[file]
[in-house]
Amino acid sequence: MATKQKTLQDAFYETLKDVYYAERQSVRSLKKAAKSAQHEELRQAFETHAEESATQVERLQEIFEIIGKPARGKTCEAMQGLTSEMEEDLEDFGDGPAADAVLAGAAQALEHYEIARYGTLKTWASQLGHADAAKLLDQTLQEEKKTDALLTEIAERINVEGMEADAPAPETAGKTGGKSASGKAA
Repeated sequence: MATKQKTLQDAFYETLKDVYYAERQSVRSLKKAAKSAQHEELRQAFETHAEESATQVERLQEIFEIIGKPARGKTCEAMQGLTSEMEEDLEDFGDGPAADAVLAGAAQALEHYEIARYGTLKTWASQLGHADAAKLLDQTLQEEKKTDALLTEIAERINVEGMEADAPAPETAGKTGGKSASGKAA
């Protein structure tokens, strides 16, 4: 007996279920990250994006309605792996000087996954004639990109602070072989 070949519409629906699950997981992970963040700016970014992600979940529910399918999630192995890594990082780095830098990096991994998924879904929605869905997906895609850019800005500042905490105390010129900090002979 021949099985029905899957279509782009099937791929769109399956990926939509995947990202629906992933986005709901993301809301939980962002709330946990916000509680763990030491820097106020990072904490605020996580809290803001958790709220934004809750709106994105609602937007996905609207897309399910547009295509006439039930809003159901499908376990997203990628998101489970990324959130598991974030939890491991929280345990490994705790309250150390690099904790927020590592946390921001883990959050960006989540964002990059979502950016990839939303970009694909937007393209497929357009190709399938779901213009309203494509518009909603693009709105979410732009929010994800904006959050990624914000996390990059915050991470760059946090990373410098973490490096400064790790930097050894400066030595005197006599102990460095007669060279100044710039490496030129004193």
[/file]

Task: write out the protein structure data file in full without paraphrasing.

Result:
[in-house]
Amino acid sequence: MATKQKTLQDAFYETLKDVYYAERQSVRSLKKAAKSAQHEELRQAFETHAEESATQVERLQEIFEIIGKPARGKTCEAMQGLTSEMEEDLEDFGDGPAADAVLAGAAQALEHYEIARYGTLKTWASQLGHADAAKLLDQTLQEEKKTDALLTEIAERINVEGMEADAPAPETAGKTGGKSASGKAA
Repeated sequence: MATKQKTLQDAFYETLKDVYYAERQSVRSLKKAAKSAQHEELRQAFETHAEESATQVERLQEIFEIIGKPARGKTCEAMQGLTSEMEEDLEDFGDGPAADAVLAGAAQALEHYEIARYGTLKTWASQLGHADAAKLLDQTLQEEKKTDALLTEIAERINVEGMEADAPAPETAGKTGGKSASGKAA
């Protein structure tokens, strides 16, 4: 007996279920990250994006309605792996000087996954004639990109602070072989 070949519409629906699950997981992970963040700016970014992600979940529910399918999630192995890594990082780095830098990096991994998924879904929605869905997906895609850019800005500042905490105390010129900090002979 021949099985029905899957279509782009099937791929769109399956990926939509995947990202629906992933986005709901993301809301939980962002709330946990916000509680763990030491820097106020990072904490605020996580809290803001958790709220934004809750709106994105609602937007996905609207897309399910547009295509006439039930809003159901499908376990997203990628998101489970990324959130598991974030939890491991929280345990490994705790309250150390690099904790927020590592946390921001883990959050960006989540964002990059979502950016990839939303970009694909937007393209497929357009190709399938779901213009309203494509518009909603693009709105979410732009929010994800904006959050990624914000996390990059915050991470760059946090990373410098973490490096400064790790930097050894400066030595005197006599102990460095007669060279100044710039490496030129004193």